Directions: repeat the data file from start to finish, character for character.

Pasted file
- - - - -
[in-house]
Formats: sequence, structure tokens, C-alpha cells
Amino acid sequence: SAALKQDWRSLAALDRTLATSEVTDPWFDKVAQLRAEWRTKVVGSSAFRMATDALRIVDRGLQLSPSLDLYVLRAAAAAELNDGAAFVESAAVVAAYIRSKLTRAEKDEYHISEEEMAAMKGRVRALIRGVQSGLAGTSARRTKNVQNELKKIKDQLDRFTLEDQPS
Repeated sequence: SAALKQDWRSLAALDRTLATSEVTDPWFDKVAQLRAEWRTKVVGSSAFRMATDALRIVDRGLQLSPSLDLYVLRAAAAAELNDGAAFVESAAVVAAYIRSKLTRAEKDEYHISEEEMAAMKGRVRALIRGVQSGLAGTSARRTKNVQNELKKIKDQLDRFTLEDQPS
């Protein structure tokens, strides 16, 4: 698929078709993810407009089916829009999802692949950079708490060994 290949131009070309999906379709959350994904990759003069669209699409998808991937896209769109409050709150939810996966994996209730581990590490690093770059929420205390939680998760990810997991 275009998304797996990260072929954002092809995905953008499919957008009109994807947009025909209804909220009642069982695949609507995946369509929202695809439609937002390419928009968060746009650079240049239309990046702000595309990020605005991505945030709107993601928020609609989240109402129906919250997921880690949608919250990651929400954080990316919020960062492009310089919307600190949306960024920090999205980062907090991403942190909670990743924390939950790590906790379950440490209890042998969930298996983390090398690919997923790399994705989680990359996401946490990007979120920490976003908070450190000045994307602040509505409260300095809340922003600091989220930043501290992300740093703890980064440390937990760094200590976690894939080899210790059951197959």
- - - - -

[in-house]
Formats: sequence, structure tokens, C-alpha cells
Amino acid sequence: SAALKQDWRSLAALDRTLATSEVTDPWFDKVAQLRAEWRTKVVGSSAFRMATDALRIVDRGLQLSPSLDLYVLRAAAAAELNDGAAFVESAAVVAAYIRSKLTRAEKDEYHISEEEMAAMKGRVRALIRGVQSGLAGTSARRTKNVQNELKKIKDQLDRFTLEDQPS
Repeated sequence: SAALKQDWRSLAALDRTLATSEVTDPWFDKVAQLRAEWRTKVVGSSAFRMATDALRIVDRGLQLSPSLDLYVLRAAAAAELNDGAAFVESAAVVAAYIRSKLTRAEKDEYHISEEEMAAMKGRVRALIRGVQSGLAGTSARRTKNVQNELKKIKDQLDRFTLEDQPS
């Protein structure tokens, strides 16, 4: 698929078709993810407009089916829009999802692949950079708490060994 290949131009070309999906379709959350994904990759003069669209699409998808991937896209769109409050709150939810996966994996209730581990590490690093770059929420205390939680998760990810997991 275009998304797996990260072929954002092809995905953008499919957008009109994807947009025909209804909220009642069982695949609507995946369509929202695809439609937002390419928009968060746009650079240049239309990046702000595309990020605005991505945030709107993601928020609609989240109402129906919250997921880690949608919250990651929400954080990316919020960062492009310089919307600190949306960024920090999205980062907090991403942190909670990743924390939950790590906790379950440490209890042998969930298996983390090398690919997923790399994705989680990359996401946490990007979120920490976003908070450190000045994307602040509505409260300095809340922003600091989220930043501290992300740093703890980064440390937990760094200590976690894939080899210790059951197959």